The fact that the Witan were actually in session at Edward's death had made it possible to carry out Harold's election and coronation with extreme speed. The electors had made their choice before William had any opportunity of formally laying his claim before them. This was really an advantage to him; he could the better represent the election and coronation as invalid. His first step was of course to send an embassy to Harold to call on him even now to fulfil his oath. The accounts of this embassy, of which we have no English account, differ as much as the different accounts of the oath. Each version of course makes William demand and Harold refuse whatever it had made Harold swear. These demands and refusals range from the resignation of the kingdom to a marriage with William's daughter. And it is hard to separate this embassy from later messages between the rivals. In all William demands, Harold refuses; the arguments on each side are likely to be genuine. Harold is called on to give up the crown to William, to hold it of William, to hold part of the kingdom of William, to submit the question to the judgement of the Pope, lastly, if he will do nothing else, at least to marry William's daughter. Different writers place these demands at different times, immediately after Harold's election or immediately before the battle. The last challenge to a single combat between Harold and William of course appears only on the eve of the battle. Now none of these accounts come from contemporary partisans of Harold; every one is touched by hostile feeling towards him. Thus the constitutional language that is put into his mouth, almost startling from its modern sound, has greater value. A King of the English can do nothing without the consent of his Witan. They gave him the kingdom; without their consent, he cannot resign it or dismember it or agree to hold it of any man; without their consent, he cannot even marry a foreign wife. Or he answers that the daughter of William whom he promised to marry is dead, and that the sister whom he promised to give to a Norman is dead also. Harold does not deny the fact of his oath--whatever its nature; he justifies its breach because it was taken against is will, and because it was in itself of no strength, as binding him to do impossible things. He does not deny Edward's earlier promise to William; but, as a testament is of no force while the testator liveth, he argues that it is cancelled by Edward's later nomination of himself. In truth there is hardly any difference between the disputants as to matters of fact. One side admits at least a plighting of homage on the part of Harold; the other side admits Harold's nomination and election. The real difference is as to the legal effect of either. Herein comes William's policy. The question was one of English law and of nothing else, a matter for the Witan of England and for no other judges. William, by ingeniously mixing all kinds of irrelevant issues, contrived to remove the dispute from the region of municipal into that of international law, a law whose chief representative was the Bishop of Rome. By winning the Pope to his side, William could give his aggression the air of a religious war; but in so doing, he unwittingly undermined the throne that he was seeking and the thrones of all other princes.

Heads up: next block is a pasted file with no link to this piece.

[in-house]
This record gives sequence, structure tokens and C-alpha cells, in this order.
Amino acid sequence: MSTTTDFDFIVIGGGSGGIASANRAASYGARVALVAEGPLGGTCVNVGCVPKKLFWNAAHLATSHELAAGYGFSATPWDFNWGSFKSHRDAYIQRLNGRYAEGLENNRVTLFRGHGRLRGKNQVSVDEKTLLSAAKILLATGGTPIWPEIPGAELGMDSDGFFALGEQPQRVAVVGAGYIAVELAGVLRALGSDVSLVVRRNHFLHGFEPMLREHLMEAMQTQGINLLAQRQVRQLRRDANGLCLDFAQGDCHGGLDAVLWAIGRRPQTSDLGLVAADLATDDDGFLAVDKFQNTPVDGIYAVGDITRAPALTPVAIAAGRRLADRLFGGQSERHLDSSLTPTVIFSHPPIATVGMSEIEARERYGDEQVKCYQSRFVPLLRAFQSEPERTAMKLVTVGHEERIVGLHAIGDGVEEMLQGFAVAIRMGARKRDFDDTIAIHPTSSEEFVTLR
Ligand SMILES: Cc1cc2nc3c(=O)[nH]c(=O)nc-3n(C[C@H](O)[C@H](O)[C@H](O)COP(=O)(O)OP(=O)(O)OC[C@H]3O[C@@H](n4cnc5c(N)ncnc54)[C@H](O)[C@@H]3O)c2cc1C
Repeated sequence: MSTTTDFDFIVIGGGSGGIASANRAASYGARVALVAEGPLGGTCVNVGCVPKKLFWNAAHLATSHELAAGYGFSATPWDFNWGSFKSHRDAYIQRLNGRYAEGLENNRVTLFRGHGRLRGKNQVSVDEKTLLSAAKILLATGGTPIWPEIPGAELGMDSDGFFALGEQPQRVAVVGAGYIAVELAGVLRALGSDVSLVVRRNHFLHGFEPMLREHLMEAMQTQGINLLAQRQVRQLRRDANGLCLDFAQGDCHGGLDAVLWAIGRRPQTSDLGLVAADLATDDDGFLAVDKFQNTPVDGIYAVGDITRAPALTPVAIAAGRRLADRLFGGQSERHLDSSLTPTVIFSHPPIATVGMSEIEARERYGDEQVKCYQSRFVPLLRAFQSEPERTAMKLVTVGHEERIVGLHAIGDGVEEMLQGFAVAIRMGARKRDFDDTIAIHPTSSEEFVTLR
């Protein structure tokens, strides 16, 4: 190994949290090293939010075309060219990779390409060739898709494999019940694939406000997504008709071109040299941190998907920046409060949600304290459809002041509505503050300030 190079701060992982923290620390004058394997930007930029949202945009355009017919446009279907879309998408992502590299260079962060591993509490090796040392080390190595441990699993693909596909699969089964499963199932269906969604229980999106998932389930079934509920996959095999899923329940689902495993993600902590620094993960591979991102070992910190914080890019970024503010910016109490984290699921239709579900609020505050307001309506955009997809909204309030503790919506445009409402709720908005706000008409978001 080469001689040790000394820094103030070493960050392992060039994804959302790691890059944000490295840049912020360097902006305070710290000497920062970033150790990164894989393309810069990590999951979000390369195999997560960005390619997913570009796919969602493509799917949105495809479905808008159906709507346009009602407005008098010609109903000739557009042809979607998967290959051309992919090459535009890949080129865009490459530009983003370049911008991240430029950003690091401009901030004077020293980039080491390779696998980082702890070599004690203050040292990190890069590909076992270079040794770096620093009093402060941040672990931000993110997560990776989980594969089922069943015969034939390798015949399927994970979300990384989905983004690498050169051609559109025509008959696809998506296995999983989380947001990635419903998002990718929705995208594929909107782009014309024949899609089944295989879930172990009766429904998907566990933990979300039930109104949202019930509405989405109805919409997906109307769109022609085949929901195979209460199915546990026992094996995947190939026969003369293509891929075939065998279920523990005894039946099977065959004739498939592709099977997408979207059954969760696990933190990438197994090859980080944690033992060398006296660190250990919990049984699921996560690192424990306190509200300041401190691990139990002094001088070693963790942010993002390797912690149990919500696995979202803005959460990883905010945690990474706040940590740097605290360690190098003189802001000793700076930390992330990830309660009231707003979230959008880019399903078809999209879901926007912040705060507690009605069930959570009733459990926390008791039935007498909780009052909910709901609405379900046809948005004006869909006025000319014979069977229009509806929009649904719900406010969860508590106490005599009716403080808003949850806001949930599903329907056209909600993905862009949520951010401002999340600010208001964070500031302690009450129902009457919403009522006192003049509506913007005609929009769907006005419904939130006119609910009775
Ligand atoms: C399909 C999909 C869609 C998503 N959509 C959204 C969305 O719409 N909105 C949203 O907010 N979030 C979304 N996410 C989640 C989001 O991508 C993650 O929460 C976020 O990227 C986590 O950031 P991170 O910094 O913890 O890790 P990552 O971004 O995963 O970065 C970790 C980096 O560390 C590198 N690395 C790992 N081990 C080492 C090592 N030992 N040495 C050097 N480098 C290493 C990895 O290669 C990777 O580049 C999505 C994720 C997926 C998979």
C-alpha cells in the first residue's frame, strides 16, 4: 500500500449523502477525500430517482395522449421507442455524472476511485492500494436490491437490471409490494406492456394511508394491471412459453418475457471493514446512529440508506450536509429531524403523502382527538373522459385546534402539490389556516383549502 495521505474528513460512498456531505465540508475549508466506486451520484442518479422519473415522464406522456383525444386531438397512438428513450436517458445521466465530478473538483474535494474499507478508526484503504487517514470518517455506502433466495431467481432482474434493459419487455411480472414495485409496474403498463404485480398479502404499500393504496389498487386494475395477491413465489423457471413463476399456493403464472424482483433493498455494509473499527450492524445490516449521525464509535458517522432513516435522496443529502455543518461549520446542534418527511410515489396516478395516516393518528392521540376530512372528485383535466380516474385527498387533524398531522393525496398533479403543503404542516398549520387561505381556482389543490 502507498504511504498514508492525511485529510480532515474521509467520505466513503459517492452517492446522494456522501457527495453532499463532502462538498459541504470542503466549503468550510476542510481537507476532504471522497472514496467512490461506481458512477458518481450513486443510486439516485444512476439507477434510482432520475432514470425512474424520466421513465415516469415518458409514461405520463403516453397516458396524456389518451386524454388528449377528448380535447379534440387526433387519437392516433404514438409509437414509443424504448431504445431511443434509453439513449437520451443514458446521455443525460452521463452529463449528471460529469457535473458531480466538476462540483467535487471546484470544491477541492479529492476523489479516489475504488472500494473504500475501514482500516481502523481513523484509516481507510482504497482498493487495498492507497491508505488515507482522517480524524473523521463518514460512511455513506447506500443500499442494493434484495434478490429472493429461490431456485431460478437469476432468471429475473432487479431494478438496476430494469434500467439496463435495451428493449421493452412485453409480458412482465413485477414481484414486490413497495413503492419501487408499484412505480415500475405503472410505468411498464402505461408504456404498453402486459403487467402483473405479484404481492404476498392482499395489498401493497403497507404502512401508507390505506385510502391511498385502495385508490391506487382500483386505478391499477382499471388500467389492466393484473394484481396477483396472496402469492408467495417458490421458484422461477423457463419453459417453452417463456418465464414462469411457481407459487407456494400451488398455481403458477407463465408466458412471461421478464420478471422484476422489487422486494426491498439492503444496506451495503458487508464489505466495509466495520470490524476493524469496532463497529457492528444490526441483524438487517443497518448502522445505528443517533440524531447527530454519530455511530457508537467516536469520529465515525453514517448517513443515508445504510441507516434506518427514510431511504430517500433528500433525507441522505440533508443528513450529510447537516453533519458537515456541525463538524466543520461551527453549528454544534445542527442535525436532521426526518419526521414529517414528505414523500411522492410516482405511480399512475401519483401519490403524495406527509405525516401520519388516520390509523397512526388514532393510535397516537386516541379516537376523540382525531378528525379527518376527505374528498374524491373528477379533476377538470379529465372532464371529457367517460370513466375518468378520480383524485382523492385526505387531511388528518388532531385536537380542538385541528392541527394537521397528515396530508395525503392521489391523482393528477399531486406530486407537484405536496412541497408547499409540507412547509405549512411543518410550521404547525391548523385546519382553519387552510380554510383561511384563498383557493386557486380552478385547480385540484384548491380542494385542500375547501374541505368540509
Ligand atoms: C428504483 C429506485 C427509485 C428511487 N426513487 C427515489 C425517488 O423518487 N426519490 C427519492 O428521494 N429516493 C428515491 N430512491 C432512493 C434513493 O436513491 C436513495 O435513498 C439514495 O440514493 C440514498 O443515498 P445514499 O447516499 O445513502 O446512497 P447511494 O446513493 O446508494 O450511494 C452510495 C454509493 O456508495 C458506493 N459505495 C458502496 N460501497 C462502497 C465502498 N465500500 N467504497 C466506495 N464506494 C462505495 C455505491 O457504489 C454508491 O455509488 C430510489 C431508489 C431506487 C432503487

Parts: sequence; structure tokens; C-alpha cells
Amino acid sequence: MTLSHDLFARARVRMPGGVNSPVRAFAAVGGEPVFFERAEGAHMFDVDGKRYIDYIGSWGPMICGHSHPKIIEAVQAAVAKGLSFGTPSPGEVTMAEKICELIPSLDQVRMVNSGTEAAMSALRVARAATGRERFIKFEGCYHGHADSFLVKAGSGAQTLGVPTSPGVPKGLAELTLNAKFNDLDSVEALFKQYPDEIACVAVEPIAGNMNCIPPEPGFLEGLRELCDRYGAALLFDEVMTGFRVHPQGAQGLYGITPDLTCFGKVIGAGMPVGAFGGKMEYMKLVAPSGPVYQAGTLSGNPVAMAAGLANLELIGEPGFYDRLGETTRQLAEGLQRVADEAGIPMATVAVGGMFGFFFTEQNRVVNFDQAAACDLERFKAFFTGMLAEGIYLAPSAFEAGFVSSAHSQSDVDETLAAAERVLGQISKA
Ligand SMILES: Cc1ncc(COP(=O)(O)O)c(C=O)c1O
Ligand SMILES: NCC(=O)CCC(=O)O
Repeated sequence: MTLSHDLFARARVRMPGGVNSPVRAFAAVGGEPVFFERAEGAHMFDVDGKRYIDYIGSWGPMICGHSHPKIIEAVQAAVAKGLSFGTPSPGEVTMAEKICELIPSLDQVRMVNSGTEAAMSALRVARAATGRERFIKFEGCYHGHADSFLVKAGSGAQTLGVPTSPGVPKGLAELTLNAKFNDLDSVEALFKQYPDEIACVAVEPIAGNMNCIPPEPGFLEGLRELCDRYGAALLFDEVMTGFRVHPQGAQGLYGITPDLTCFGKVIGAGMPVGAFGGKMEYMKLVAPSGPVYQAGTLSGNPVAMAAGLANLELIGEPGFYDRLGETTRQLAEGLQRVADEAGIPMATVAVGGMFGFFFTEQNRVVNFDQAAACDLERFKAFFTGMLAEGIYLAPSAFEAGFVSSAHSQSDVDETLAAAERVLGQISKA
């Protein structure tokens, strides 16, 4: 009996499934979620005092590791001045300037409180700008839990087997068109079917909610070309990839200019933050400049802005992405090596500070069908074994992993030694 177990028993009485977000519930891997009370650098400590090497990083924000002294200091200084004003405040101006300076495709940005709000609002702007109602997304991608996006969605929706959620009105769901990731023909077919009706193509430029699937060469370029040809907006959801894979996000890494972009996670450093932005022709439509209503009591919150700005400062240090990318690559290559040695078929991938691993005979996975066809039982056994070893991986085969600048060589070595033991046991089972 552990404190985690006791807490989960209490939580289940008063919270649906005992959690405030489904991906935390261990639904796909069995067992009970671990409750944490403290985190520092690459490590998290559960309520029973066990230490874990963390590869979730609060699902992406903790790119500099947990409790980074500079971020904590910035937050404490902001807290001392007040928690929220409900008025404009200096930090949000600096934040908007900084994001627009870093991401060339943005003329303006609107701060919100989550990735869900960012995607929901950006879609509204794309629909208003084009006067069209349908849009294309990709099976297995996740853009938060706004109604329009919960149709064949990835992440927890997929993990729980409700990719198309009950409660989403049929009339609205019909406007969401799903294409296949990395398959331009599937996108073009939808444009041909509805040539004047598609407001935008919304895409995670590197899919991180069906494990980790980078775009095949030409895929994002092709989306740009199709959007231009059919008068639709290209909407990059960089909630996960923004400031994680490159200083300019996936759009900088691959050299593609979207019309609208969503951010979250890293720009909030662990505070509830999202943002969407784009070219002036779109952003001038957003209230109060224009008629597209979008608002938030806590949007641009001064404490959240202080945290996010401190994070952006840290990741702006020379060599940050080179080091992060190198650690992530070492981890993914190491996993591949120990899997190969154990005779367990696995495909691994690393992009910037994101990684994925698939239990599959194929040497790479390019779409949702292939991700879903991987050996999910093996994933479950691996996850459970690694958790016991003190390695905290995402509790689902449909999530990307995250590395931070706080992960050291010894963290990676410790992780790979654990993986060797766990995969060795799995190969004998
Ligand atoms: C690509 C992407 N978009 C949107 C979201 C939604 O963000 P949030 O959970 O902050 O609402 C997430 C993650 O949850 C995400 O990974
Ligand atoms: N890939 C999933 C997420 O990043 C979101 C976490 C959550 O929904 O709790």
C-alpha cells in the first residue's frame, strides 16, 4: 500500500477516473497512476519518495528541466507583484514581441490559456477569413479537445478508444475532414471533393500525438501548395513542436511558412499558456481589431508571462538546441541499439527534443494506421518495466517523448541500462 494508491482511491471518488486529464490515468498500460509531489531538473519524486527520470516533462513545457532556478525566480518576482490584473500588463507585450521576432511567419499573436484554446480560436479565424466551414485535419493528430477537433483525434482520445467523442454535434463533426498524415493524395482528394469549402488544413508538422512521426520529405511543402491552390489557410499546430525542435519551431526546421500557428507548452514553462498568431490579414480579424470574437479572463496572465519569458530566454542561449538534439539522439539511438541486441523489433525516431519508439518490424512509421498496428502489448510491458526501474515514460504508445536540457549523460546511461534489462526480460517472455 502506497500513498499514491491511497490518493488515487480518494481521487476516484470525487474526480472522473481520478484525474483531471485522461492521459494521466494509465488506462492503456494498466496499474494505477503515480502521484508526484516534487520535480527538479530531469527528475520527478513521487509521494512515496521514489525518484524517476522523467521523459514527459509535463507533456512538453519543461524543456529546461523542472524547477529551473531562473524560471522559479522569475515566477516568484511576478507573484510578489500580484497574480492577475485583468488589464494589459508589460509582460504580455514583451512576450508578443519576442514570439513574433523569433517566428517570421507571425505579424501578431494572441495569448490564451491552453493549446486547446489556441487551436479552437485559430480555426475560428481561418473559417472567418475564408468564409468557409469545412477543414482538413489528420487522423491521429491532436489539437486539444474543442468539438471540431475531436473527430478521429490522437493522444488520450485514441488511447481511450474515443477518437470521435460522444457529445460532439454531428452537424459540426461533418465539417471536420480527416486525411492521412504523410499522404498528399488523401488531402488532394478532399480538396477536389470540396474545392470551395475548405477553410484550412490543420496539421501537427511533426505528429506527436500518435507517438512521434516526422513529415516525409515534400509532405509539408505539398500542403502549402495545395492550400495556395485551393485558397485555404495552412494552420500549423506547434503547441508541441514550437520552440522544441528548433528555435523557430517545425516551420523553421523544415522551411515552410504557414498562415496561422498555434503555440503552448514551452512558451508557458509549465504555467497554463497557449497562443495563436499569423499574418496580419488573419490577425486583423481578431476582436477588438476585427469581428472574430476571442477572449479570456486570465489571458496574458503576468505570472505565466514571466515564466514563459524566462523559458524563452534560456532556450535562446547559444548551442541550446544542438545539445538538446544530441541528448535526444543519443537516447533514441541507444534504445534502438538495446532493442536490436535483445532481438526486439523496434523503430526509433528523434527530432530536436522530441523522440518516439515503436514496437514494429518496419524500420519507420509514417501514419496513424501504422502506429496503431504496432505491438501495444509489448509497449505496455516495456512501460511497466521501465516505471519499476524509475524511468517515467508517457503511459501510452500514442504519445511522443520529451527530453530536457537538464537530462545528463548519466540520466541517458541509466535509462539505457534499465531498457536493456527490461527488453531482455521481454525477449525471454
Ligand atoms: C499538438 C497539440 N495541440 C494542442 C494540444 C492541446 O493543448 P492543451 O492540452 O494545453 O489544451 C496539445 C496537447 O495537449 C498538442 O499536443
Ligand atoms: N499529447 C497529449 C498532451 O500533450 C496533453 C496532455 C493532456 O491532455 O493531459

The answers which Harold either made, or which writers of his time thought that he ought to have made, are of the greatest moment in our constitutional history. The King is the doer of everything; but he can do nothing of moment without the consent of his Witan. They can say Yea or Nay to every proposal of the King. An energetic and popular king would get no answer but Yea to whatever he chose to ask. A king who often got the answer of Nay, Nay, was in great danger of losing his kingdom. The statesmanship of William knew how to turn this constitutional system, without making any change in the letter, into a despotism like that of Constantinople or Cordova. But the letter lived, to come to light again on occasion. The Revolution of 1399 was a falling back on the doctrines of 1066, and the Revolution of 1688 was a falling back on the doctrines of 1399. The principle at all three periods is that the power of the King is strictly limited by law, but that, within the limits which the law sets to his power, he acts according to his own discretion. King and Witan stand out as distinct powers, each of which needs the assent of the other to its acts, and which may always refuse that assent. The political work of the last two hundred years has been to hinder these direct collisions between King and Parliament by the ingenious conventional device of a body of men who shall be in name the ministers of the Crown, but in truth the ministers of one House of Parliament. We do not understand our own political history, still less can we understand the position and the statesmanship of the Conqueror, unless we fully take in what the English constitution in the eleventh century really was, how very modern-sounding are some of its doctrines, some of its forms. Statesmen of our own day might do well to study the meagre records of the Gemot of 1047. There is the earliest recorded instance of a debate on a question of foreign policy. Earl Godwine proposes to give help to Denmark, then at war with Norway. He is outvoted on the motion of Earl Leofric, the man of moderate politics, who appears as leader of the party of non-intervention. It may be that in some things we have not always advanced in the space of eight hundred years.